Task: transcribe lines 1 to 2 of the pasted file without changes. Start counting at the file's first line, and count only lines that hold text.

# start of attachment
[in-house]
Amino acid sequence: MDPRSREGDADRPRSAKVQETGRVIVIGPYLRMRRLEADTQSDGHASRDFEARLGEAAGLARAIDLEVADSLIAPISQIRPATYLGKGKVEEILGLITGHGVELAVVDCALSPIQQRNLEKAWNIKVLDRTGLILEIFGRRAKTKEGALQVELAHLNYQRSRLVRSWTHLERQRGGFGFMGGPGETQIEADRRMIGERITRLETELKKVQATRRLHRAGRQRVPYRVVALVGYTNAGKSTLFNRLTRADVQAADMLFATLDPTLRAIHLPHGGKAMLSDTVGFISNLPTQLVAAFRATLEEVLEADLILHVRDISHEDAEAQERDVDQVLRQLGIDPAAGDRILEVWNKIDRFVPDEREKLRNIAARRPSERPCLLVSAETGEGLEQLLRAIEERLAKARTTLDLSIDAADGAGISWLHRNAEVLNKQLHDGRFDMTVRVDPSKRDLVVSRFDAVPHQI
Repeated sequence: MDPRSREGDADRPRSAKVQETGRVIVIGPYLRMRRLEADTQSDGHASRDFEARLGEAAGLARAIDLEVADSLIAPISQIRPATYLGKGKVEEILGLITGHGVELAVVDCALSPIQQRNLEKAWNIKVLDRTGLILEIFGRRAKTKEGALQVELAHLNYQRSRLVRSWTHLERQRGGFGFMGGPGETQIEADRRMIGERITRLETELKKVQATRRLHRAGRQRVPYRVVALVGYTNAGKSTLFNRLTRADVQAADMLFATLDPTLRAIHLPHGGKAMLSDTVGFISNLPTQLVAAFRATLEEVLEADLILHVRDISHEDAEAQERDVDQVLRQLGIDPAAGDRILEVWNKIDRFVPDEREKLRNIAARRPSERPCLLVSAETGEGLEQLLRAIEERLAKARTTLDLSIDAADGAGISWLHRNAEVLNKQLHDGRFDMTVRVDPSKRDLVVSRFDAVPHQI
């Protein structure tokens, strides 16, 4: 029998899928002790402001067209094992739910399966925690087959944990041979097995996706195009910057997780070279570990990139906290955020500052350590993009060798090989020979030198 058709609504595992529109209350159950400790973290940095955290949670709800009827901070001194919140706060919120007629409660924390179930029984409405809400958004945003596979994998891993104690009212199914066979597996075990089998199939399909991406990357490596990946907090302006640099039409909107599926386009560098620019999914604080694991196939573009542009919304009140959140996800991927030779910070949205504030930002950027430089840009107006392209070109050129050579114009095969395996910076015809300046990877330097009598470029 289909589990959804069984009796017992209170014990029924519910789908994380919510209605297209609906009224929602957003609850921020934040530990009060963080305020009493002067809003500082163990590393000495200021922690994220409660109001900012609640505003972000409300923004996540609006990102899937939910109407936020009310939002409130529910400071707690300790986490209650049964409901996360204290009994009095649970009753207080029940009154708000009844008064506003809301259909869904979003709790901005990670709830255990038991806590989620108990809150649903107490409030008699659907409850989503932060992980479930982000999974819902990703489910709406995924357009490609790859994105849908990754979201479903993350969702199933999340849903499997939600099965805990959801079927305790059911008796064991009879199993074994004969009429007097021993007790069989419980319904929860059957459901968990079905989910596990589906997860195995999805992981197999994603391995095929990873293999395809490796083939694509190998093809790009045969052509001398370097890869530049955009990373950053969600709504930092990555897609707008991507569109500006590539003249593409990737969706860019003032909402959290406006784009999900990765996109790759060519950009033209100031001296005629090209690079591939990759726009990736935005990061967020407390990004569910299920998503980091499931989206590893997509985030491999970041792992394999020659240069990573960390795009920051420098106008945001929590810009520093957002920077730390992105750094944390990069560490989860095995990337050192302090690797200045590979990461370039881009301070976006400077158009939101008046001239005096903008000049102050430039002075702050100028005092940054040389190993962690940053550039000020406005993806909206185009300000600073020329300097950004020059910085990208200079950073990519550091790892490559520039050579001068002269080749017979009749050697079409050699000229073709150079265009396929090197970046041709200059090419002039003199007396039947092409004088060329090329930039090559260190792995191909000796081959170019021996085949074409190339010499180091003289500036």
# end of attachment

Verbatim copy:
[in-house]
Amino acid sequence: MDPRSREGDADRPRSAKVQETGRVIVIGPYLRMRRLEADTQSDGHASRDFEARLGEAAGLARAIDLEVADSLIAPISQIRPATYLGKGKVEEILGLITGHGVELAVVDCALSPIQQRNLEKAWNIKVLDRTGLILEIFGRRAKTKEGALQVELAHLNYQRSRLVRSWTHLERQRGGFGFMGGPGETQIEADRRMIGERITRLETELKKVQATRRLHRAGRQRVPYRVVALVGYTNAGKSTLFNRLTRADVQAADMLFATLDPTLRAIHLPHGGKAMLSDTVGFISNLPTQLVAAFRATLEEVLEADLILHVRDISHEDAEAQERDVDQVLRQLGIDPAAGDRILEVWNKIDRFVPDEREKLRNIAARRPSERPCLLVSAETGEGLEQLLRAIEERLAKARTTLDLSIDAADGAGISWLHRNAEVLNKQLHDGRFDMTVRVDPSKRDLVVSRFDAVPHQI